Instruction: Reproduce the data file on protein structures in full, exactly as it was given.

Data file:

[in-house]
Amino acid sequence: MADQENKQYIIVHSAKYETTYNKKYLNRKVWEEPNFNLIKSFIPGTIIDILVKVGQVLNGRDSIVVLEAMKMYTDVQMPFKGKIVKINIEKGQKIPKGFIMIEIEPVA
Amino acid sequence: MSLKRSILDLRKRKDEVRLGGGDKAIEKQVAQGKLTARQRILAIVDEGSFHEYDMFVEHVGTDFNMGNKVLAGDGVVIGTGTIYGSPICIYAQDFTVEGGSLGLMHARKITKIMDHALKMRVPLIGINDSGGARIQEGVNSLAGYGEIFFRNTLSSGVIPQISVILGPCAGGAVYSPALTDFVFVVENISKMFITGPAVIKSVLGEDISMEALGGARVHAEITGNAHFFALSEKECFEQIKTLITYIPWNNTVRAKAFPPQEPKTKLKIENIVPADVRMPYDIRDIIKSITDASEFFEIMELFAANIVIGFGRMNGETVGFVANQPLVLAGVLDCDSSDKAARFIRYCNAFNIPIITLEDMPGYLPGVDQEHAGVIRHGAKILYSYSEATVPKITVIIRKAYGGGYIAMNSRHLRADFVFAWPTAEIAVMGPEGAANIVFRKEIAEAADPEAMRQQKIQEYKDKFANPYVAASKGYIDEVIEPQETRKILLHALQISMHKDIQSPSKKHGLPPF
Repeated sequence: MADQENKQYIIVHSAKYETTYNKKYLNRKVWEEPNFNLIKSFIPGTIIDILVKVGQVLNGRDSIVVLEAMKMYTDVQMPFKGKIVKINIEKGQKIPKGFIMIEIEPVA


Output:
[in-house]
Amino acid sequence: MADQENKQYIIVHSAKYETTYNKKYLNRKVWEEPNFNLIKSFIPGTIIDILVKVGQVLNGRDSIVVLEAMKMYTDVQMPFKGKIVKINIEKGQKIPKGFIMIEIEPVA
Amino acid sequence: MSLKRSILDLRKRKDEVRLGGGDKAIEKQVAQGKLTARQRILAIVDEGSFHEYDMFVEHVGTDFNMGNKVLAGDGVVIGTGTIYGSPICIYAQDFTVEGGSLGLMHARKITKIMDHALKMRVPLIGINDSGGARIQEGVNSLAGYGEIFFRNTLSSGVIPQISVILGPCAGGAVYSPALTDFVFVVENISKMFITGPAVIKSVLGEDISMEALGGARVHAEITGNAHFFALSEKECFEQIKTLITYIPWNNTVRAKAFPPQEPKTKLKIENIVPADVRMPYDIRDIIKSITDASEFFEIMELFAANIVIGFGRMNGETVGFVANQPLVLAGVLDCDSSDKAARFIRYCNAFNIPIITLEDMPGYLPGVDQEHAGVIRHGAKILYSYSEATVPKITVIIRKAYGGGYIAMNSRHLRADFVFAWPTAEIAVMGPEGAANIVFRKEIAEAADPEAMRQQKIQEYKDKFANPYVAASKGYIDEVIEPQETRKILLHALQISMHKDIQSPSKKHGLPPF
Repeated sequence: MADQENKQYIIVHSAKYETTYNKKYLNRKVWEEPNFNLIKSFIPGTIIDILVKVGQVLNGRDSIVVLEAMKMYTDVQMPFKGKIVKINIEKGQKIPKGFIMIEIEPVA